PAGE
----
Is the FCC’s plan to repeal net neutrality good for consumers?

The FCC’s new net neutrality proposal will likely help a lot of businesses, but the rules are likely to hurt some consumers as well.

The agency is proposing to repeal the 2015 rules, which allow broadband providers to treat all online content the same, and instead allow for paid prioritization for certain types of online content.

This means that content that is free or cheap to access will be able to reach certain people faster.

While this could be a boon to some businesses, it will also likely lead to fewer options for consumers.

One big concern for consumers is that ISPs could offer “fast lanes” for certain content to people who are paying for the service.

But while the FCC is proposing this, it is also going to allow internet service providers to charge for faster access.

While these charges may sound like they would benefit those who pay for the faster service, consumers will have less control over their access to services and could end up paying more.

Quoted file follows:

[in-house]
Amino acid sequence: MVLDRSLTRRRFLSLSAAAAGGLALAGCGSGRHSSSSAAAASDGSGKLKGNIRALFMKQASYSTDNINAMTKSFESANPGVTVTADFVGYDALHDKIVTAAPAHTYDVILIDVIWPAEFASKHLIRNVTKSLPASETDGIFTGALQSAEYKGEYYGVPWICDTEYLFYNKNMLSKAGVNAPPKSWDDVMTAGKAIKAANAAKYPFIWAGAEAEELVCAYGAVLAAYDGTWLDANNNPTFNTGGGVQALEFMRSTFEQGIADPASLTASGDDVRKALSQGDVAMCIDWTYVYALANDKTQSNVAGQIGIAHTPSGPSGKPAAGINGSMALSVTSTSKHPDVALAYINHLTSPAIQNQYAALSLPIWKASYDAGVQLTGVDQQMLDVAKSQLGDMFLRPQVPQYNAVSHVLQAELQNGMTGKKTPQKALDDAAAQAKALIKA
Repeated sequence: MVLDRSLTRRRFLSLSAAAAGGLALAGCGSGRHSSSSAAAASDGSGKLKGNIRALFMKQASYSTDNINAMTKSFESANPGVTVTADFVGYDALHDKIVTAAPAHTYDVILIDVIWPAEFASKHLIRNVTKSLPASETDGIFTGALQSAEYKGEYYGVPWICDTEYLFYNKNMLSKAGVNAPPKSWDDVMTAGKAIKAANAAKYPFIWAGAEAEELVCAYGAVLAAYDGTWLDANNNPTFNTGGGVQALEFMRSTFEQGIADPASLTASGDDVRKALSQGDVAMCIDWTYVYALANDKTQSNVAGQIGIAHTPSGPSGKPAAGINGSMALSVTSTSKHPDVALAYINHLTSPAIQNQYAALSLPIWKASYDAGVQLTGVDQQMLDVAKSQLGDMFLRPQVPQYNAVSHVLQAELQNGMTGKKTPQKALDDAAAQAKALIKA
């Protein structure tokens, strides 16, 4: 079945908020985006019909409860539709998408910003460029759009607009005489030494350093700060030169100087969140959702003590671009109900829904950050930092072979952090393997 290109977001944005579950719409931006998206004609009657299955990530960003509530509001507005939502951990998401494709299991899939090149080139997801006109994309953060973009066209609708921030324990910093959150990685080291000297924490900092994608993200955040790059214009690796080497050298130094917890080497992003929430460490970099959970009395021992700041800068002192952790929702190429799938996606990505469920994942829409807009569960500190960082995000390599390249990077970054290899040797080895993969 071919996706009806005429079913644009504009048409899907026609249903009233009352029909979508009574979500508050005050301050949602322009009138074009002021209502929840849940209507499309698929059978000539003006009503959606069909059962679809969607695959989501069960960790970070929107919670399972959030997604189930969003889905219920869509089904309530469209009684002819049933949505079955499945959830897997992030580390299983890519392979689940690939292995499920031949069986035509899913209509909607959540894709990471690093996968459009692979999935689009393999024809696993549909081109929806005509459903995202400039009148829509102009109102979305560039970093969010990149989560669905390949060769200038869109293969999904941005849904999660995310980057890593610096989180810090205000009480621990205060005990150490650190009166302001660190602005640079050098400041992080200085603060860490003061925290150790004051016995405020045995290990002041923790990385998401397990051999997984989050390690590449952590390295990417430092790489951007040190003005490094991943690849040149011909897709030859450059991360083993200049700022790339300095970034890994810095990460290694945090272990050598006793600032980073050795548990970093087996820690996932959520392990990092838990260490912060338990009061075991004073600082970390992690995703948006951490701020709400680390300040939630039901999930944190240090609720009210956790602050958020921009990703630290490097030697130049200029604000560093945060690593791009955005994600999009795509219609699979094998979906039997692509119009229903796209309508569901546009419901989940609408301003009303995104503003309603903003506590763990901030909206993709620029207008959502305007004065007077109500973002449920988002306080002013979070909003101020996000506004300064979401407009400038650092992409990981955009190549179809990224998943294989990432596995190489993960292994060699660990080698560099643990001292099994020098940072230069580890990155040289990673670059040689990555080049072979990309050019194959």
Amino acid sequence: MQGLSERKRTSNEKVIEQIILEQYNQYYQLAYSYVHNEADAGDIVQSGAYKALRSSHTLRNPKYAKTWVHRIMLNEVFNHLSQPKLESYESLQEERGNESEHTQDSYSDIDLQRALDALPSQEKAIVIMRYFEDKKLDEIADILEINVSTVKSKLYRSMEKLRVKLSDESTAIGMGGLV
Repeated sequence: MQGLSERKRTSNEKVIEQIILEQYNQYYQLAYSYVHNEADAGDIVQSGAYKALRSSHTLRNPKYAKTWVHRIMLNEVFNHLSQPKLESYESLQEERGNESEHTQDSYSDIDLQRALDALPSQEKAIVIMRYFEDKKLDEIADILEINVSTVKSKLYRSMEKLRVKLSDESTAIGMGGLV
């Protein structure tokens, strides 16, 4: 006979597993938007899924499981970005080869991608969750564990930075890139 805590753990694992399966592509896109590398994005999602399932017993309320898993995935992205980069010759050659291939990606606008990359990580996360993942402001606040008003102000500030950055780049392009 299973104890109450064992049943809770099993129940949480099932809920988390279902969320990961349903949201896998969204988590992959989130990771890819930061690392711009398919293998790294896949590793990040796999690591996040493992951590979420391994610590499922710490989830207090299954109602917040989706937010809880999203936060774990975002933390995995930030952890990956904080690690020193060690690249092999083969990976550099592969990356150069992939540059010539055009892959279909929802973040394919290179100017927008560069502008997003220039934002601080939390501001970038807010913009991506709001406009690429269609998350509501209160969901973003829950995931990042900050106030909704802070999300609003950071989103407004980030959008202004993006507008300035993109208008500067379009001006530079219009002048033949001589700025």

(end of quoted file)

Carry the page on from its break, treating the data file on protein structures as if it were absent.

Consumers will also have less of a say in how ISPs use their data, which will also mean less choice for the content creators that create these websites.

The new rules will also allow companies to use their customers’ personal information to track users on social media platforms, which may also affect consumers.

For example, an ISP might be able set up a bot that can track people’s activity on Facebook, or a company could use its users’ personal data to target ads on the website of its competitors.

For these reasons, it’s important for consumers to be aware of how the new rules are affecting them and their businesses.

If you have a question about this article or other topics covered by Axios, send us an email at [email protected]

Follow us on Twitter @axios, and like us on Facebook.